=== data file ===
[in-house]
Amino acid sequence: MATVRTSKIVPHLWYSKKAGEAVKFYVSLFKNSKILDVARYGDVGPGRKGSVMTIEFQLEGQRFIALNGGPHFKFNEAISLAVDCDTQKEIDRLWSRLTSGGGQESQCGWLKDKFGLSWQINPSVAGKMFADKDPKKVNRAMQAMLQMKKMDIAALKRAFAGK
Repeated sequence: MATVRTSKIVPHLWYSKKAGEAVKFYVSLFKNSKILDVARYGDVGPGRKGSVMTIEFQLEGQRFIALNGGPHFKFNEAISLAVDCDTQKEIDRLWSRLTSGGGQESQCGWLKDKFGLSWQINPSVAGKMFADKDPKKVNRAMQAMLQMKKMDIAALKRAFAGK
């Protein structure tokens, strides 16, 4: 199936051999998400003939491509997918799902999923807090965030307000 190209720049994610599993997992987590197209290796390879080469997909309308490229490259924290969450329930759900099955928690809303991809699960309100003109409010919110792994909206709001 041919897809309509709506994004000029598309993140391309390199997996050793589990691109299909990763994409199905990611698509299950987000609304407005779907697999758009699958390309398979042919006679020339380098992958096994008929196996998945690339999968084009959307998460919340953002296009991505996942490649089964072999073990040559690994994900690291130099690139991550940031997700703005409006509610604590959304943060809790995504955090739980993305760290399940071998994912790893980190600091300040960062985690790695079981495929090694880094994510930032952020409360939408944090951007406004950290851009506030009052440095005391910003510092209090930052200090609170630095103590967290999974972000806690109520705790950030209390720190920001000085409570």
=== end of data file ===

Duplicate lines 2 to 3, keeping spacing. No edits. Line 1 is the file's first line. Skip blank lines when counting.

Amino acid sequence: MATVRTSKIVPHLWYSKKAGEAVKFYVSLFKNSKILDVARYGDVGPGRKGSVMTIEFQLEGQRFIALNGGPHFKFNEAISLAVDCDTQKEIDRLWSRLTSGGGQESQCGWLKDKFGLSWQINPSVAGKMFADKDPKKVNRAMQAMLQMKKMDIAALKRAFAGK
Repeated sequence: MATVRTSKIVPHLWYSKKAGEAVKFYVSLFKNSKILDVARYGDVGPGRKGSVMTIEFQLEGQRFIALNGGPHFKFNEAISLAVDCDTQKEIDRLWSRLTSGGGQESQCGWLKDKFGLSWQINPSVAGKMFADKDPKKVNRAMQAMLQMKKMDIAALKRAFAGK